Although President Trump seemed to be rambling a bit in his Christmas message, the good news is that the Fed Funds futures market is not (as of now) expecting another key interest rate hike by the Fed in 2019. As I have said multiple times, the Fed does not like to fight market interest rates and does not want to invert the yield curve, so for all practical purposes, the Fed may be done raising key interest rates.
As I mentioned on last Monday's podcast, the Fed can no longer raise key interest rates, no matter what their official Federal Open Market Committee (FOMC) statement said, since market rates have fallen significantly, and the Fed never fights market rates. Here is a sampling of the falling Treasury yields:
Complicating matters, Treasury Secretary Steven Mnuchin summoned a call with the top officials at the Federal Reserve, the Securities & Exchange Commission (SEC), the Commodity Futures Trading Commission (CFTC), the Comptroller of the Currency, and the Federal Deposit Insurance Corporation (FDIC) to discuss coordination efforts to assure normal market operations. Secretary Mnuchin also called the heads of six major banks to reassure them that there are no liquidity problems and, specifically, no "clearance or margin" issues, and then he issued a press release. Unfortunately, Secretary Mnuchin's efforts were grossly misinterpreted by the financial media to imply that the U.S. might be on the verge of another financial crisis, which just exacerbated the situation and likely triggered more selling pressure.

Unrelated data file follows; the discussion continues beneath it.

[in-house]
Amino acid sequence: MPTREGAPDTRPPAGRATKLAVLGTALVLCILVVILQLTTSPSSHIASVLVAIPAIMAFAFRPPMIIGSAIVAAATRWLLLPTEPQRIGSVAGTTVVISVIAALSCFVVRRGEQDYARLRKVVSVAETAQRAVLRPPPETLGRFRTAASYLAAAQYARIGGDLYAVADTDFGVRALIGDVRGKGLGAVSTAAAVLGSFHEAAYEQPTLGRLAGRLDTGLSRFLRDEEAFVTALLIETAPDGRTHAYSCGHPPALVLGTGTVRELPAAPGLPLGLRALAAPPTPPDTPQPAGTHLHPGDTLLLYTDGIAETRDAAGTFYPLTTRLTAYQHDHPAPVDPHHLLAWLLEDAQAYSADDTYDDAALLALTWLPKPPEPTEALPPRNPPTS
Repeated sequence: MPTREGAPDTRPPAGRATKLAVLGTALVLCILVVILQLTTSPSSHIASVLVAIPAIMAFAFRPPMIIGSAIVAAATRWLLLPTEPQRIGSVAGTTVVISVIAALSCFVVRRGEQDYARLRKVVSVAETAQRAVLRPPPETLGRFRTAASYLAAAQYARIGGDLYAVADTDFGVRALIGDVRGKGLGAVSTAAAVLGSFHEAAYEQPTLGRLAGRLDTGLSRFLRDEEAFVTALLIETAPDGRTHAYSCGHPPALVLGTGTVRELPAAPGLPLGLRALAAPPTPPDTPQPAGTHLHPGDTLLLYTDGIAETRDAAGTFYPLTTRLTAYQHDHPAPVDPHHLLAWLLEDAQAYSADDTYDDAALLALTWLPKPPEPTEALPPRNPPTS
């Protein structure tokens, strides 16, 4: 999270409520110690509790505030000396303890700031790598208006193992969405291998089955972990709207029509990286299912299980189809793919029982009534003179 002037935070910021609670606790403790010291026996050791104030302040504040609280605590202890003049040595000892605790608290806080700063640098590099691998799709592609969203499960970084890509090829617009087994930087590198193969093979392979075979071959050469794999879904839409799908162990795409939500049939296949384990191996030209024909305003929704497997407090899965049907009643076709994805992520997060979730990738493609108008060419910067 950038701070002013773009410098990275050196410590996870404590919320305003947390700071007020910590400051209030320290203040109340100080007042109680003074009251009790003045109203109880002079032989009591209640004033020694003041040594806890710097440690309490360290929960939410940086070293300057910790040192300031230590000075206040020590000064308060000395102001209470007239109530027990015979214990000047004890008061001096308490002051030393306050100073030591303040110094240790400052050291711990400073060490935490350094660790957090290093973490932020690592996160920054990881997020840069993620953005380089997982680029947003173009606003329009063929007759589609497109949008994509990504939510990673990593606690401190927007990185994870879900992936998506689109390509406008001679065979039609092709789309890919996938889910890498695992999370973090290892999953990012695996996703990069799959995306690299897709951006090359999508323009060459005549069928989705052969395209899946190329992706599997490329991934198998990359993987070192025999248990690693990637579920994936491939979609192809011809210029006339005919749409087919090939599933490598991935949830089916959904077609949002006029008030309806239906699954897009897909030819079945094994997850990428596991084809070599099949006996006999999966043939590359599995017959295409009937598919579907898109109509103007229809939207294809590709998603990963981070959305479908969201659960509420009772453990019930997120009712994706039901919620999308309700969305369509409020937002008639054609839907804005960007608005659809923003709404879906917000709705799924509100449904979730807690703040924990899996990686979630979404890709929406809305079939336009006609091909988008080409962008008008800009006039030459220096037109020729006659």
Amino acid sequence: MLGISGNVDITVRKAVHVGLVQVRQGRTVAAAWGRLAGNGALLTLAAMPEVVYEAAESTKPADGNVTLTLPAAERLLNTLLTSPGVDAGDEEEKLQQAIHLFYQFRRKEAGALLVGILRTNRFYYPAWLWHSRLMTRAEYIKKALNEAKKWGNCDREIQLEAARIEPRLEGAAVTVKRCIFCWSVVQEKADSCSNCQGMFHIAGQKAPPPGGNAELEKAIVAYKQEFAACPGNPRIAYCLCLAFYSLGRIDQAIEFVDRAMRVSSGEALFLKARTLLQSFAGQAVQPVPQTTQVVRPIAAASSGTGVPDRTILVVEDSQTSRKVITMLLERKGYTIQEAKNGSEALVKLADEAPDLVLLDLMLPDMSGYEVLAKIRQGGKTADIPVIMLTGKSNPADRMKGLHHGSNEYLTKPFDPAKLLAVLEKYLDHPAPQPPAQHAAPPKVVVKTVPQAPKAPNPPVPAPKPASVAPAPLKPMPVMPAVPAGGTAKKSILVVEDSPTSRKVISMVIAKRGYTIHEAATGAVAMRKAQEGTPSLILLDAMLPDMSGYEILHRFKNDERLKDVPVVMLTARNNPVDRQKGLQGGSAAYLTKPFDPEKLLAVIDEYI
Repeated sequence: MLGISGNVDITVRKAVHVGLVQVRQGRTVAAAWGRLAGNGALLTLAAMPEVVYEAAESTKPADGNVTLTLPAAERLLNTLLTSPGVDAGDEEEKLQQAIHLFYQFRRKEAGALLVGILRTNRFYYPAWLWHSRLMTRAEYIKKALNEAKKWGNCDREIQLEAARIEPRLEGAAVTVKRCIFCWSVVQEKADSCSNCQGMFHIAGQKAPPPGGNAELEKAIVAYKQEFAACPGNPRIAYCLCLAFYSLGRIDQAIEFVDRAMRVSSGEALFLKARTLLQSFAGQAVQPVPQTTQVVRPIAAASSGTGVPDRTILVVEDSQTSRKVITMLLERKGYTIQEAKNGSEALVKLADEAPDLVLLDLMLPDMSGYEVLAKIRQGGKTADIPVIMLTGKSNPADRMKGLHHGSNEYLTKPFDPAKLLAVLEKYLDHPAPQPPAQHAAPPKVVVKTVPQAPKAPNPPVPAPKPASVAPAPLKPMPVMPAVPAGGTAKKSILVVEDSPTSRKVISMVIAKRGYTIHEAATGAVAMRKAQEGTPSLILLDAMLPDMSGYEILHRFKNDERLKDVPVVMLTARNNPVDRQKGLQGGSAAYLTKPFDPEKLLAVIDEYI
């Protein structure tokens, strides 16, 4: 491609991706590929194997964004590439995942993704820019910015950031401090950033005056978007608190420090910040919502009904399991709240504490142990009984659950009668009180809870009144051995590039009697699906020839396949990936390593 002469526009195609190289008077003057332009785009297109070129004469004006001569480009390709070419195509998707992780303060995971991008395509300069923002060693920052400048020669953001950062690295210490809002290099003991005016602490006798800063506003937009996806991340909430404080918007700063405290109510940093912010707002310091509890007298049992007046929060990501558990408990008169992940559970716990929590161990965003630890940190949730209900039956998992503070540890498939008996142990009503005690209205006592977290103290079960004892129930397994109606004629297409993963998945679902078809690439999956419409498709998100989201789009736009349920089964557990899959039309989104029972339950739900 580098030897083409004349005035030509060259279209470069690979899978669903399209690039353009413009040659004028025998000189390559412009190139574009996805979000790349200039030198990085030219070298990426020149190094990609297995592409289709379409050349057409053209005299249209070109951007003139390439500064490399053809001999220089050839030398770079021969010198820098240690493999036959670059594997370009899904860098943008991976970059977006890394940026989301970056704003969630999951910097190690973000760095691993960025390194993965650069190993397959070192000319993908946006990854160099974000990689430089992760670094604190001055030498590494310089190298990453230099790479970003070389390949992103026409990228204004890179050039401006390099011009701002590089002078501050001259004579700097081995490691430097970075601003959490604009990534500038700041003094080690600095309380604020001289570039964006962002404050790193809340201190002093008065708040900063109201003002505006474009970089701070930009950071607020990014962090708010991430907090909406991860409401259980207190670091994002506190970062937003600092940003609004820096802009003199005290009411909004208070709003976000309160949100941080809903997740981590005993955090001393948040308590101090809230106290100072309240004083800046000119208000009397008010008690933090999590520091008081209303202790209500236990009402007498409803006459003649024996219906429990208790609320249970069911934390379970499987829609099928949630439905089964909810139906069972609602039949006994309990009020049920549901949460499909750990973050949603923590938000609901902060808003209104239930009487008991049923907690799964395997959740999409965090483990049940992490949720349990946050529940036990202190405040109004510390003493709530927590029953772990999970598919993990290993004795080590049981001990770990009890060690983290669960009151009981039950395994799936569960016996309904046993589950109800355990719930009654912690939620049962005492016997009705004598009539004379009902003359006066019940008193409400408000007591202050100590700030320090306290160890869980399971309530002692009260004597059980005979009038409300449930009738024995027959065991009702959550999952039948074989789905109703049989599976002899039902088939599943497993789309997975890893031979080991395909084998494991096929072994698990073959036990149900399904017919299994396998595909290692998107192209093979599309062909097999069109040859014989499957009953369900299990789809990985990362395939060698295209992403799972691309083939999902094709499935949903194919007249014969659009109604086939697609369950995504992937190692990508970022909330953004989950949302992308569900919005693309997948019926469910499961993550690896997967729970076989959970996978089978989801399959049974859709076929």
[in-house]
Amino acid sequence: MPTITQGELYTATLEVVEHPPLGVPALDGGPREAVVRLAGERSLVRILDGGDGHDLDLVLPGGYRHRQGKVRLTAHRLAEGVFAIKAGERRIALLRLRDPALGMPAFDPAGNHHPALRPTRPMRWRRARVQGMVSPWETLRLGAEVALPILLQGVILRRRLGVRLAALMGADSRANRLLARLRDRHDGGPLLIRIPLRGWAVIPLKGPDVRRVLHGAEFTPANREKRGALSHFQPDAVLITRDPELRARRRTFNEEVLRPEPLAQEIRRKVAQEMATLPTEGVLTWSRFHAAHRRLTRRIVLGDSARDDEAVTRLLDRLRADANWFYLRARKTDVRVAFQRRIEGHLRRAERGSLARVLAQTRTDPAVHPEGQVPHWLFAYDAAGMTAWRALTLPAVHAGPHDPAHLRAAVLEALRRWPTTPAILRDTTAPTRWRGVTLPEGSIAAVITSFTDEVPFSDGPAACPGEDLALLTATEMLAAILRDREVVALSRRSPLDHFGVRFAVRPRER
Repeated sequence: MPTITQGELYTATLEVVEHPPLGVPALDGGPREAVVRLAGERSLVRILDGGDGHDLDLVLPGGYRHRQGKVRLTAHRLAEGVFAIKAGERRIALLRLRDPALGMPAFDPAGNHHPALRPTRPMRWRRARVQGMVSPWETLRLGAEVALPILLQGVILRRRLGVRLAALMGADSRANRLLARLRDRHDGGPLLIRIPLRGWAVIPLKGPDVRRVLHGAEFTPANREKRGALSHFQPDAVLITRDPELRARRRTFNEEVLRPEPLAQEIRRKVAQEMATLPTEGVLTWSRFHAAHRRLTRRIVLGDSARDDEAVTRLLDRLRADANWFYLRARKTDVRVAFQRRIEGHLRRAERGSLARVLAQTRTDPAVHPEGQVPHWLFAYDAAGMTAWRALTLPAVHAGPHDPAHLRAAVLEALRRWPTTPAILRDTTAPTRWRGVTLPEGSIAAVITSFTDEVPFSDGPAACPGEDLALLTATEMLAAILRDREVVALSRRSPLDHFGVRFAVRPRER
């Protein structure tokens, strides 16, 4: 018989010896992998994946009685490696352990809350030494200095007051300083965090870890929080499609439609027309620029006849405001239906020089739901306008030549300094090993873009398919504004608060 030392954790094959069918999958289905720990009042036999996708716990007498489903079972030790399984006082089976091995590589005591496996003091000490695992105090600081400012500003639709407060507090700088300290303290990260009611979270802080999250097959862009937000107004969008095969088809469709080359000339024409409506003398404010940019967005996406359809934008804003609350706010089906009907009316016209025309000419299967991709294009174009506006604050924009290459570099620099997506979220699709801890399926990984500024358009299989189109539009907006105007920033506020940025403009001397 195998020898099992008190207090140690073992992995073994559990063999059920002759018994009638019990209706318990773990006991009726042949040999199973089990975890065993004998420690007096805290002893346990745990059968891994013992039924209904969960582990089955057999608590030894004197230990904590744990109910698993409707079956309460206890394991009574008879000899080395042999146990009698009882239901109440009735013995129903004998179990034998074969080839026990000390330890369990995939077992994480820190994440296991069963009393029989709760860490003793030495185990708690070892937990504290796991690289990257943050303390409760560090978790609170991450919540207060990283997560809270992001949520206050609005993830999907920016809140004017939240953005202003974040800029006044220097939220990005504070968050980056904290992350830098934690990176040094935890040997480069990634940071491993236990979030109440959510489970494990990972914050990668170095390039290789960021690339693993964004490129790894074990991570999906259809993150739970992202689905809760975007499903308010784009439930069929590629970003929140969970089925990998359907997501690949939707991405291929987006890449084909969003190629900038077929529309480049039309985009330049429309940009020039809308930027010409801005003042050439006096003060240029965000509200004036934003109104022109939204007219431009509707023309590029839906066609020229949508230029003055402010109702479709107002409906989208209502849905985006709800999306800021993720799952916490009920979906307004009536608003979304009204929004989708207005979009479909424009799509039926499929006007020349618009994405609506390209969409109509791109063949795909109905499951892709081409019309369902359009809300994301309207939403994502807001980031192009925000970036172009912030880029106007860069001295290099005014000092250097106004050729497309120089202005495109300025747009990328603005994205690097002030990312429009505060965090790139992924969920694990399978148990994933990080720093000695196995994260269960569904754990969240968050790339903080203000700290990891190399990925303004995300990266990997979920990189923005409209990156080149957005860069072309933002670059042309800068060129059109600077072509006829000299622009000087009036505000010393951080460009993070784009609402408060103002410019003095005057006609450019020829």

Interestingly, there was also a Treasury Department statement that said, "With the government shutdown, Treasury will have critical employees to maintain its core operations at fiscal services, IRS, and other critical functions." In other words, we still have to pay taxes for government services we're not getting.
Treasury yields should remain under pressure as a strong U.S. dollar continues to attract international capital and push Treasury yields lower. Based on recent Treasury auctions, the bid-to-cover ratios remain healthy around 2.8 to 1 as yields meander lower. In other words, there is no "debt bomb" about to go off. The U.S. remains an oasis for international investors fleeing low interest rates and weak currencies.
As a result, I remain optimistic for 2019, despite the fact that the financial media refuses to report any good news, such as falling market interest rates, as well as record corporate earnings and stock buy-backs.
The Stock Market Decline Has Hit Consumer Confidence Hard